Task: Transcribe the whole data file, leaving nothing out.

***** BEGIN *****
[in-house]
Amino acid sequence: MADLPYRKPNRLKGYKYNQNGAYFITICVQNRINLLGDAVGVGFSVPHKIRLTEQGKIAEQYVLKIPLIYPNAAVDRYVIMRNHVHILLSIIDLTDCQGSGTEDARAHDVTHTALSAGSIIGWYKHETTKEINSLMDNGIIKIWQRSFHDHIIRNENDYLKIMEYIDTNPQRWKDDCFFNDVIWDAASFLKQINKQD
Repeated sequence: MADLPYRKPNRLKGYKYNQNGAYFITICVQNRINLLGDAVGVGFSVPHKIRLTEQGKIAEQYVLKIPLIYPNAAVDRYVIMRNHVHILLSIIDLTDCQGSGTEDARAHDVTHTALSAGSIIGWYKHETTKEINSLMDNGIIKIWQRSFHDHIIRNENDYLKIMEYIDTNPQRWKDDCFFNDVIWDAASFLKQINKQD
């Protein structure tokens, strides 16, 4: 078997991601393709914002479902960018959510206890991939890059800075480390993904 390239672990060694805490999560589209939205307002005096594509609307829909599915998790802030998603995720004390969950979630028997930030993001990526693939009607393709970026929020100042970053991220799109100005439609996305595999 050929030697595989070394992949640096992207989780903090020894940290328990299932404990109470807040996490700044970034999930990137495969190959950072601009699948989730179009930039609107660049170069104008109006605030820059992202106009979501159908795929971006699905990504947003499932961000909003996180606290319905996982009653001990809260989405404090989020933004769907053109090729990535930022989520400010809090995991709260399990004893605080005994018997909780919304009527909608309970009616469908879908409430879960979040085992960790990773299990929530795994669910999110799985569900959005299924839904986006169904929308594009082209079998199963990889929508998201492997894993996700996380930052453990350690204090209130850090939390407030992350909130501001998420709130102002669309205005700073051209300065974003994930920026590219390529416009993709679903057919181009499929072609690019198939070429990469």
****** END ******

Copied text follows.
[in-house]
Amino acid sequence: MADLPYRKPNRLKGYKYNQNGAYFITICVQNRINLLGDAVGVGFSVPHKIRLTEQGKIAEQYVLKIPLIYPNAAVDRYVIMRNHVHILLSIIDLTDCQGSGTEDARAHDVTHTALSAGSIIGWYKHETTKEINSLMDNGIIKIWQRSFHDHIIRNENDYLKIMEYIDTNPQRWKDDCFFNDVIWDAASFLKQINKQD
Repeated sequence: MADLPYRKPNRLKGYKYNQNGAYFITICVQNRINLLGDAVGVGFSVPHKIRLTEQGKIAEQYVLKIPLIYPNAAVDRYVIMRNHVHILLSIIDLTDCQGSGTEDARAHDVTHTALSAGSIIGWYKHETTKEINSLMDNGIIKIWQRSFHDHIIRNENDYLKIMEYIDTNPQRWKDDCFFNDVIWDAASFLKQINKQD
């Protein structure tokens, strides 16, 4: 078997991601393709914002479902960018959510206890991939890059800075480390993904 390239672990060694805490999560589209939205307002005096594509609307829909599915998790802030998603995720004390969950979630028997930030993001990526693939009607393709970026929020100042970053991220799109100005439609996305595999 050929030697595989070394992949640096992207989780903090020894940290328990299932404990109470807040996490700044970034999930990137495969190959950072601009699948989730179009930039609107660049170069104008109006605030820059992202106009979501159908795929971006699905990504947003499932961000909003996180606290319905996982009653001990809260989405404090989020933004769907053109090729990535930022989520400010809090995991709260399990004893605080005994018997909780919304009527909608309970009616469908879908409430879960979040085992960790990773299990929530795994669910999110799985569900959005299924839904986006169904929308594009082209079998199963990889929508998201492997894993996700996380930052453990350690204090209130850090939390407030992350909130501001998420709130102002669309205005700073051209300065974003994930920026590219390529416009993709679903057919181009499929072609690019198939070429990469």